McCain and military chief square off in heated verbal battle
WASHINGTON (CNN) -- — Sen. John McCain and Joint Chiefs Chairman Martin Dempsey traded rhetorical jabs in a lively exchange Thursday over the scope of Dempsey's role as President Obama's chief military adviser.
While the overarching concern on McCain's part was the substance of Dempsey's advice to the president on the civil war in Syria, the debate soon became a surrogate battle over the wisdom of U.S. military assistance to Syrian rebels.
McCain wasted no time in voicing his disapproval of Dempsey's tenure, and that of his deputy, Vice Admiral Sandy Winnefeld, during a hearing before the Senate Armed Services Committee to consider their nominations for a second term in their roles.
"I must tell both witnesses at the onset I'm very concerned about the role they have played over the last two years," he said.
Specifically, McCain pushed Dempsey on whether Washington's "inaction" toward the situation in Syria is doing great harm to U.S. national security.
No sooner than Dempsey said, "Senator, as we've discussed..," McCain shot back saying, "I'd like to know an answer rather than a filibuster."
That set the tone for the discussion that was to follow.
The verbal jousting continued with Dempsey protesting the notion of U.S. inactivity on Syria, and McCain citing a rapidly deteriorating situation with the arrival of forces of Hezbollah to support the forces of Bashar al-Assad along with Russian and Iranian assistance.
During the exchange, Dempsey warned that "situations can be made worse" by the introduction of military force in certain conflicts. But McCain disagreed, telling the chairman at one point, "I know, perhaps better than you, because I've been there."
Dempsey later seemed to express frustration with McCain's portrayal of him "holding back from our use of military force" inside Syria. "I'm not saying that, general," McCain shot back.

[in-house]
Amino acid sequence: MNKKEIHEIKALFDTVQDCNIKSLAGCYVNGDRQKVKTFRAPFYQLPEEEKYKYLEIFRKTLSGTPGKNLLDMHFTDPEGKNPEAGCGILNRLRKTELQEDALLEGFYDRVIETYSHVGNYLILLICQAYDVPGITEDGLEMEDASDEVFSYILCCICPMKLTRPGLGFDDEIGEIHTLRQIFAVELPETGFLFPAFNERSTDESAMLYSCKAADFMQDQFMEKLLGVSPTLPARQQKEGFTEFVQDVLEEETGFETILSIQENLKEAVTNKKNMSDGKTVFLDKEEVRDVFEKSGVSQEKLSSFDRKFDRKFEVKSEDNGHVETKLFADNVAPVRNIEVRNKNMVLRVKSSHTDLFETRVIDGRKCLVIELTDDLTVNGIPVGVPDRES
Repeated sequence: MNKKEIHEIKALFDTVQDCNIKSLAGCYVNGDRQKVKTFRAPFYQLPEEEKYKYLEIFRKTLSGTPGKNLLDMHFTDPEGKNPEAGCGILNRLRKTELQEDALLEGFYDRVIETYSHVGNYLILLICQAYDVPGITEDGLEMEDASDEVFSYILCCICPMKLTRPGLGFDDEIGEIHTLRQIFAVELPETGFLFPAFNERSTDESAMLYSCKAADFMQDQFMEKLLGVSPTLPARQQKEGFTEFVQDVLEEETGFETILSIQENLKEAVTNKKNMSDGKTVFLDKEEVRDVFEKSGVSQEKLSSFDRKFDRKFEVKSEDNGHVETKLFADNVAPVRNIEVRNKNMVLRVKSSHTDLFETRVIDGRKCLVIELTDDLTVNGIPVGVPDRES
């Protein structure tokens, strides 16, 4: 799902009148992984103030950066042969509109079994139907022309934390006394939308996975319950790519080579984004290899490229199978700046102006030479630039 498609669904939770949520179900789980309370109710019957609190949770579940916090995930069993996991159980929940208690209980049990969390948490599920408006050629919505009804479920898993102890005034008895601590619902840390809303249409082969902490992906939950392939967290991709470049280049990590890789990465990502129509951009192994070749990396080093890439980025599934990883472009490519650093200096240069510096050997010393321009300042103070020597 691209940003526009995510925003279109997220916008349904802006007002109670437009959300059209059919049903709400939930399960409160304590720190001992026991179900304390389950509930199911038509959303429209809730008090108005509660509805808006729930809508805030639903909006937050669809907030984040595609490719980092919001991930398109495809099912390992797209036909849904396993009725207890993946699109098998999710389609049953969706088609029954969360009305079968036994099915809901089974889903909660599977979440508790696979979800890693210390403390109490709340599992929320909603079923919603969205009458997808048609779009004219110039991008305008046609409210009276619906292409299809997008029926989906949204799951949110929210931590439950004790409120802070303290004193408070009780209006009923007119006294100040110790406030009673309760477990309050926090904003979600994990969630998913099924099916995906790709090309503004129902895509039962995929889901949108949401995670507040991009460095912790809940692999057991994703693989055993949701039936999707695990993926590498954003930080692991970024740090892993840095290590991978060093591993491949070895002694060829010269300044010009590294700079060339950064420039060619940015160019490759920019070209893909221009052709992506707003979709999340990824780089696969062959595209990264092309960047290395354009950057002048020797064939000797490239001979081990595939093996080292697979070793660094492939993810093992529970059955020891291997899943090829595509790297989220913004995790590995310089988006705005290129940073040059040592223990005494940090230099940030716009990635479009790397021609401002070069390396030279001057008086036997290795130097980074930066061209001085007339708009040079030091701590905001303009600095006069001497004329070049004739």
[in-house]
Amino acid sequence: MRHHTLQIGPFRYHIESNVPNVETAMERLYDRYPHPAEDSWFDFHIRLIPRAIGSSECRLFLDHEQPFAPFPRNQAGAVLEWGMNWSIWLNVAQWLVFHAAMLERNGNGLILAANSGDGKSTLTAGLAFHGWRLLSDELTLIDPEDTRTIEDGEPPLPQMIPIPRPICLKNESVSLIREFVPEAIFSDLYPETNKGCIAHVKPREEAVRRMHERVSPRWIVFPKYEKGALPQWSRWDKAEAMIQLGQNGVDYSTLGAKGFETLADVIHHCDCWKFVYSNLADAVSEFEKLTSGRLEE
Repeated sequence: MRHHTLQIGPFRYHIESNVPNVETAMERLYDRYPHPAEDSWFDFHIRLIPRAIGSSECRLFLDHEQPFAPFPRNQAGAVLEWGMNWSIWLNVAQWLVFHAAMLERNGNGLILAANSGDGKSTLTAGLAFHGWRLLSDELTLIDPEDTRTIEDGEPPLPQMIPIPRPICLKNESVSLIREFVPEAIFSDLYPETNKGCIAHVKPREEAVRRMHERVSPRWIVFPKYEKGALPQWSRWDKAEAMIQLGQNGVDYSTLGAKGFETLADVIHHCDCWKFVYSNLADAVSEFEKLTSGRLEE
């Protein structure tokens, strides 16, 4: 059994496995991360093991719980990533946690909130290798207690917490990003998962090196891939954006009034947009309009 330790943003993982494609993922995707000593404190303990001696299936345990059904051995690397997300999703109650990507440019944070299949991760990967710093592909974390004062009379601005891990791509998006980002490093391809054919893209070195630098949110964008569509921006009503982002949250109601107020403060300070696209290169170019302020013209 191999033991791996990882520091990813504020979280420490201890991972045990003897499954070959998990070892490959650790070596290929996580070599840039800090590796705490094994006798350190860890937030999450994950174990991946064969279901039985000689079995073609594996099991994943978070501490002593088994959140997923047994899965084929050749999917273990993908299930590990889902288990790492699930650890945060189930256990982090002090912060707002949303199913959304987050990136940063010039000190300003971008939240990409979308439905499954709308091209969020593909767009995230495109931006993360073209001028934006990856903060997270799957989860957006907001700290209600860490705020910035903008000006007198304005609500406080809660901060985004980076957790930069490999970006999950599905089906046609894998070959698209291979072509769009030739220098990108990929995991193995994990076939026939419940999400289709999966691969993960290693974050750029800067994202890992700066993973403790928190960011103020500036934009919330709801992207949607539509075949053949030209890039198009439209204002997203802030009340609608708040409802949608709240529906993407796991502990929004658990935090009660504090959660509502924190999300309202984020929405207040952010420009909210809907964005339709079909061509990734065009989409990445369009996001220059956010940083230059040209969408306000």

"Senator, I am in favor of building a moderate opposition and supporting it," Dempsey said. "The question of whether to support it with direct kinetic strikes" is a decision for elected officials to make, he said, "not for the senior military leader of the nation."
As the approximate nine-minute exchange wrapped up, McCain pressed Dempsey to give his personal opinion to the committee of whether he advocated the use of military force in Syria to which Dempsey said it would be inappropriate to comment while the administration deliberates the issue.
"If it is your position that you do not provide your personal views to the committee when asked only under certain circumstances, then you have just contradicted what I have known this committee to operate under for the last 30 years," McCain said.
Later in the hearing Dempsey pledged to Sen. Carl Levin, D-Michigan, chairman of the committee, that he would provide the committee with an unclassified list of options for U.S. involvement in Syria along with the strengths and weaknesses for those options.
Apart from that, an aide to McCain told CNN the senator will put a hold on Dempsey's nomination until he receives answers to his questions on the U.S. role in Syria.